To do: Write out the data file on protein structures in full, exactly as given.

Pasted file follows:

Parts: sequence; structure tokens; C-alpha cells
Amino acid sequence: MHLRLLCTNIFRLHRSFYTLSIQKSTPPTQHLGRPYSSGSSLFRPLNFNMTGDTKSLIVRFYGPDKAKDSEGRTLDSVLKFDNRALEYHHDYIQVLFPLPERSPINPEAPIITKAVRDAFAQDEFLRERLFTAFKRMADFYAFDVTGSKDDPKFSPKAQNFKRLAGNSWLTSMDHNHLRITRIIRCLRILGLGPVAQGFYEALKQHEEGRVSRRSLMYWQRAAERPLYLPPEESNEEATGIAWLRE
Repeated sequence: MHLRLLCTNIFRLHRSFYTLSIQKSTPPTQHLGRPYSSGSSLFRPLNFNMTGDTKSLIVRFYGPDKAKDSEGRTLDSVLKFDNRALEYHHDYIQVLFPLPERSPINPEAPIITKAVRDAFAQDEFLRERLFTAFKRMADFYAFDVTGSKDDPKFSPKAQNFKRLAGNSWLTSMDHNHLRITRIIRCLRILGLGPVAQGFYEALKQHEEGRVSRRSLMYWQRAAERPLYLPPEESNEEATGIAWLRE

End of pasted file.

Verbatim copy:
Parts: sequence; structure tokens; C-alpha cells
Amino acid sequence: MHLRLLCTNIFRLHRSFYTLSIQKSTPPTQHLGRPYSSGSSLFRPLNFNMTGDTKSLIVRFYGPDKAKDSEGRTLDSVLKFDNRALEYHHDYIQVLFPLPERSPINPEAPIITKAVRDAFAQDEFLRERLFTAFKRMADFYAFDVTGSKDDPKFSPKAQNFKRLAGNSWLTSMDHNHLRITRIIRCLRILGLGPVAQGFYEALKQHEEGRVSRRSLMYWQRAAERPLYLPPEESNEEATGIAWLRE
Repeated sequence: MHLRLLCTNIFRLHRSFYTLSIQKSTPPTQHLGRPYSSGSSLFRPLNFNMTGDTKSLIVRFYGPDKAKDSEGRTLDSVLKFDNRALEYHHDYIQVLFPLPERSPINPEAPIITKAVRDAFAQDEFLRERLFTAFKRMADFYAFDVTGSKDDPKFSPKAQNFKRLAGNSWLTSMDHNHLRITRIIRCLRILGLGPVAQGFYEALKQHEEGRVSRRSLMYWQRAAERPLYLPPEESNEEATGIAWLRE